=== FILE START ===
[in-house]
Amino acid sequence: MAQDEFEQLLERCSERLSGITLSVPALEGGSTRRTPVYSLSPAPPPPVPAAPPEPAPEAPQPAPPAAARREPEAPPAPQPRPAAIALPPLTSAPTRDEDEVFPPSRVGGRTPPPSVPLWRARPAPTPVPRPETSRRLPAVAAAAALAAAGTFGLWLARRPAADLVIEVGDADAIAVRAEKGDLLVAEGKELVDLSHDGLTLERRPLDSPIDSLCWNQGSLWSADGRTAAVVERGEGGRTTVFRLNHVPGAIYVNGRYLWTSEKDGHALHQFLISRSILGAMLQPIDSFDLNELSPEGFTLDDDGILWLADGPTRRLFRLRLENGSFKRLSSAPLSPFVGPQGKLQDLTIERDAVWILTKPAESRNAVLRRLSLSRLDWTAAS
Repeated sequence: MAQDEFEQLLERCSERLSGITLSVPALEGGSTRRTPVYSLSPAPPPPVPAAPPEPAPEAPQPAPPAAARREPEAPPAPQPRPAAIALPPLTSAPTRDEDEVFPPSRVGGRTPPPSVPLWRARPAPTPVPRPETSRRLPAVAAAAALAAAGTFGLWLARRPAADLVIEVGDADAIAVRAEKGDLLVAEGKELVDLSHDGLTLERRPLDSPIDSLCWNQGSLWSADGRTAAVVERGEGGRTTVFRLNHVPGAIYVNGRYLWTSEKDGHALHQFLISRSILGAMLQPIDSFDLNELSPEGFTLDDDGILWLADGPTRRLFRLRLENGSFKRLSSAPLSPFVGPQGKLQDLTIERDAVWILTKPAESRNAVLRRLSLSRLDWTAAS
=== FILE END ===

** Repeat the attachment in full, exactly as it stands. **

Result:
[in-house]
Amino acid sequence: MAQDEFEQLLERCSERLSGITLSVPALEGGSTRRTPVYSLSPAPPPPVPAAPPEPAPEAPQPAPPAAARREPEAPPAPQPRPAAIALPPLTSAPTRDEDEVFPPSRVGGRTPPPSVPLWRARPAPTPVPRPETSRRLPAVAAAAALAAAGTFGLWLARRPAADLVIEVGDADAIAVRAEKGDLLVAEGKELVDLSHDGLTLERRPLDSPIDSLCWNQGSLWSADGRTAAVVERGEGGRTTVFRLNHVPGAIYVNGRYLWTSEKDGHALHQFLISRSILGAMLQPIDSFDLNELSPEGFTLDDDGILWLADGPTRRLFRLRLENGSFKRLSSAPLSPFVGPQGKLQDLTIERDAVWILTKPAESRNAVLRRLSLSRLDWTAAS
Repeated sequence: MAQDEFEQLLERCSERLSGITLSVPALEGGSTRRTPVYSLSPAPPPPVPAAPPEPAPEAPQPAPPAAARREPEAPPAPQPRPAAIALPPLTSAPTRDEDEVFPPSRVGGRTPPPSVPLWRARPAPTPVPRPETSRRLPAVAAAAALAAAGTFGLWLARRPAADLVIEVGDADAIAVRAEKGDLLVAEGKELVDLSHDGLTLERRPLDSPIDSLCWNQGSLWSADGRTAAVVERGEGGRTTVFRLNHVPGAIYVNGRYLWTSEKDGHALHQFLISRSILGAMLQPIDSFDLNELSPEGFTLDDDGILWLADGPTRRLFRLRLENGSFKRLSSAPLSPFVGPQGKLQDLTIERDAVWILTKPAESRNAVLRRLSLSRLDWTAAS